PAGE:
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FAA agrees with AOPA, allows GA pilots to continue using PDAs and portable moving mapsFAA agrees with AOPA, allows GA pilots to continue using PDAs and portable moving maps

Do you use a handheld GPS with a moving map display in your airplane? How about a moving map on your personal digital assistant (PDA)? If the FAA had gotten what it first wanted, all of those devices would have had to been certified, and much more expensive. Fortunately, the FAA listened to AOPA and exempted most Part 91 general aviation operations from the certification requirement.

The FAA recently issued Advisory Circular 120-76 explaining certification requirements for computing devices used in the cockpit. Although the FAA had intended to require certification of all devices with moving maps, AOPA argued that the handheld GPS systems currently in use by pilots increase safety, and the continued use should not be jeopardized or discouraged by a certification requirement.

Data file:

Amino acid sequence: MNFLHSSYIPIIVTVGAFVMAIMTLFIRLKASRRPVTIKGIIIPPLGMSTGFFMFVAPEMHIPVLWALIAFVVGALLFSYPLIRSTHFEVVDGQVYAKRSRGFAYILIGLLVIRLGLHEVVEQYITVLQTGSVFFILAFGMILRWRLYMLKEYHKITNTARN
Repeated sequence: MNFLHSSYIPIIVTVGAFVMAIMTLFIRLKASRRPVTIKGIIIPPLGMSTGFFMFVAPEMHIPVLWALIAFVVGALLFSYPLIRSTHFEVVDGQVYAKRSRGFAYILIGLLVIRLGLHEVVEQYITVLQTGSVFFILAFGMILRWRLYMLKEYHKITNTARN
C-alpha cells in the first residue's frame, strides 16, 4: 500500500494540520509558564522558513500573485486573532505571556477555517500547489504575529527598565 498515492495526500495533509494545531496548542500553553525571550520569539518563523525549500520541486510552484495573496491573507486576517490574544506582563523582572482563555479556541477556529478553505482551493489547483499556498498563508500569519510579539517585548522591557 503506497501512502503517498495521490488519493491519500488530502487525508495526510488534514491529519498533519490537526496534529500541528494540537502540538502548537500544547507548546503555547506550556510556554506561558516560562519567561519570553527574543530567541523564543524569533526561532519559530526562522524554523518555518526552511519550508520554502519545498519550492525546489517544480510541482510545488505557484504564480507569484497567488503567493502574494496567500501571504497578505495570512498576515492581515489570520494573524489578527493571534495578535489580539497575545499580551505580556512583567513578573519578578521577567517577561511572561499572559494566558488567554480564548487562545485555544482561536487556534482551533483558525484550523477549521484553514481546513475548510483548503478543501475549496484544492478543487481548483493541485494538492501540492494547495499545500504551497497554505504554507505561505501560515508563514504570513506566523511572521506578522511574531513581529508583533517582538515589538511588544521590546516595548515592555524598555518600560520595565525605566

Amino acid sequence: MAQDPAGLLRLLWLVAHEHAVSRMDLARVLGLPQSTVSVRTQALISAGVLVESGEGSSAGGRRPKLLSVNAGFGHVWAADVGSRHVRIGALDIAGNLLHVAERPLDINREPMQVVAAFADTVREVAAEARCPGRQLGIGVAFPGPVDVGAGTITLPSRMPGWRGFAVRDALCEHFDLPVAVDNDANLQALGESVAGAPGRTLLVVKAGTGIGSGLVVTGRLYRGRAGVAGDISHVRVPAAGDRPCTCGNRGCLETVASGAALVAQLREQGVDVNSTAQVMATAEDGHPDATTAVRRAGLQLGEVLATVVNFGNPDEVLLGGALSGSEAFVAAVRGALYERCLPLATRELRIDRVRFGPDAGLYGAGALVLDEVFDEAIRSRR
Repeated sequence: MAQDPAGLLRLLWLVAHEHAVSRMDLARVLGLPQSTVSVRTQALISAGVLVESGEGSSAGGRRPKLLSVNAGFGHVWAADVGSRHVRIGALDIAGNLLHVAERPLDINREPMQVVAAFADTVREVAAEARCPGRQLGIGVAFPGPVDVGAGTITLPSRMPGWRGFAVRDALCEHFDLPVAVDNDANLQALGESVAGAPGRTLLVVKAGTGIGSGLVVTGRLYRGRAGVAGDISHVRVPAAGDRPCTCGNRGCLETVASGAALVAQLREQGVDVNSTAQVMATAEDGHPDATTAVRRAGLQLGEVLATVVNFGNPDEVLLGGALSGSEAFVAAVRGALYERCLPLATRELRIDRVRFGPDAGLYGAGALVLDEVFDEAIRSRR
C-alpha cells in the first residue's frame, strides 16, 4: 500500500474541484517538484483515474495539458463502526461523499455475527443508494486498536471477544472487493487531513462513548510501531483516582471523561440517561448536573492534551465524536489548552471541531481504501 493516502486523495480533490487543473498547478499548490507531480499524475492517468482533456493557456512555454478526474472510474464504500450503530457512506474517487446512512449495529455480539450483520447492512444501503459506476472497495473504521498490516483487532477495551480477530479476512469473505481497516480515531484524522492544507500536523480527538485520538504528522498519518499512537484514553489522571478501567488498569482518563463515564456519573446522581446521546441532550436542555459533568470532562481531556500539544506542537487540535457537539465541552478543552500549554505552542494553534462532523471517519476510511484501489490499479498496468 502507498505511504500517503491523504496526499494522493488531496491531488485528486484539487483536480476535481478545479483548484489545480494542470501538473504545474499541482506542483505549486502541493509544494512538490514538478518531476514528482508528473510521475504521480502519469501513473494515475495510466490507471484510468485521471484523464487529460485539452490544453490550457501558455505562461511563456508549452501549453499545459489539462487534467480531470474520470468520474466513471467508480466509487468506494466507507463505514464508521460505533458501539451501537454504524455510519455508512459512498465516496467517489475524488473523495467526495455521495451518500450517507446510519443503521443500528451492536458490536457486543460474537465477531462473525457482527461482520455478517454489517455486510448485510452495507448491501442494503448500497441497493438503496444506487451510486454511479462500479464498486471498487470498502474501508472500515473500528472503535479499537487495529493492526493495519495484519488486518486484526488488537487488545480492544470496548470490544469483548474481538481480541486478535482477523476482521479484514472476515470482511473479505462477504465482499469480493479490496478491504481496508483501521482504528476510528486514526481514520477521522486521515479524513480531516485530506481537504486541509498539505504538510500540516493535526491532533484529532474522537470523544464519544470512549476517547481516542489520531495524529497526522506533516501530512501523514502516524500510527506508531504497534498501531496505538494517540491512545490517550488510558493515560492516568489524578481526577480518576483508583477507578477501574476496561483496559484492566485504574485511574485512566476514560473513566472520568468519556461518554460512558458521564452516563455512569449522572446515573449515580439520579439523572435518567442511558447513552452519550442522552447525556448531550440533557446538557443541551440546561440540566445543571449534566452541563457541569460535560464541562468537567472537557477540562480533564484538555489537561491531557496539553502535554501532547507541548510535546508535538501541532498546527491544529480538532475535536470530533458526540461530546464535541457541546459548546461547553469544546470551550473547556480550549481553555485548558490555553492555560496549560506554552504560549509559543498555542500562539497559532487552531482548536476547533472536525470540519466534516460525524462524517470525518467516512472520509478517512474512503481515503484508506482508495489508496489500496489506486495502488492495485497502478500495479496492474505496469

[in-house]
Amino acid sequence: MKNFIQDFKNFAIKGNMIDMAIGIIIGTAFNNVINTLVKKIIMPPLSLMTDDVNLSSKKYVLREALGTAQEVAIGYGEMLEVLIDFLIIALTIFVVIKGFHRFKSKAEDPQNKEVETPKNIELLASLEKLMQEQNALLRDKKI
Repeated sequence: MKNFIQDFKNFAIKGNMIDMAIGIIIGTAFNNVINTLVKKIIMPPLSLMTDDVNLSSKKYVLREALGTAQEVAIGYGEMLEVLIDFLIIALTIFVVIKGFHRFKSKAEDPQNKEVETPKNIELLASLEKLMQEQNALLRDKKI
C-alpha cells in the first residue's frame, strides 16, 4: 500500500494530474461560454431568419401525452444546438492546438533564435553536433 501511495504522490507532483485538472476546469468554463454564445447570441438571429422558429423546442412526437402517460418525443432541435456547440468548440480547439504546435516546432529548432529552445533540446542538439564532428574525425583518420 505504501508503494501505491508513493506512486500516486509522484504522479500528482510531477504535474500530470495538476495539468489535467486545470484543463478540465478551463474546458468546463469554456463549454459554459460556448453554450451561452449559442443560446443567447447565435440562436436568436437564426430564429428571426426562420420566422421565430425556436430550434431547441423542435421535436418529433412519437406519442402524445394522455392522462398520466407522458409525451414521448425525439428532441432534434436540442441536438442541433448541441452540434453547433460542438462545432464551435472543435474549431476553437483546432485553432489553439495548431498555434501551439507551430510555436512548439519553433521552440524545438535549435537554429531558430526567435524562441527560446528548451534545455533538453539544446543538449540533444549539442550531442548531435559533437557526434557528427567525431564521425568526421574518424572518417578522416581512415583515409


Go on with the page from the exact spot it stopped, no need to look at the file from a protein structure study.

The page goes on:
The exemption permits pilots operating non-turbine-powered aircraft under Part 91 to continue using portable navigation, moving map, and datalink equipment.

"Clearly, the FAA recognized the substantial safety and efficiency benefit these devices bring to general aviation cockpits when used correctly, " said Randy Kenagy, AOPA director of advanced technology. AOPA has steadfastly maintained that there is much to benefit, and little to lose, when these devices supplement pilots' operations."

AOPA also educated the FAA on the many new technologies emerging, such as those using PDAs.

Similar to the early 1990s when portable intercoms and headsets were the "must have," members renting aircraft have seen various affordable technology options emerge, which enables them to experience benefits similar to panel-mount multifunction displays, including datalink.

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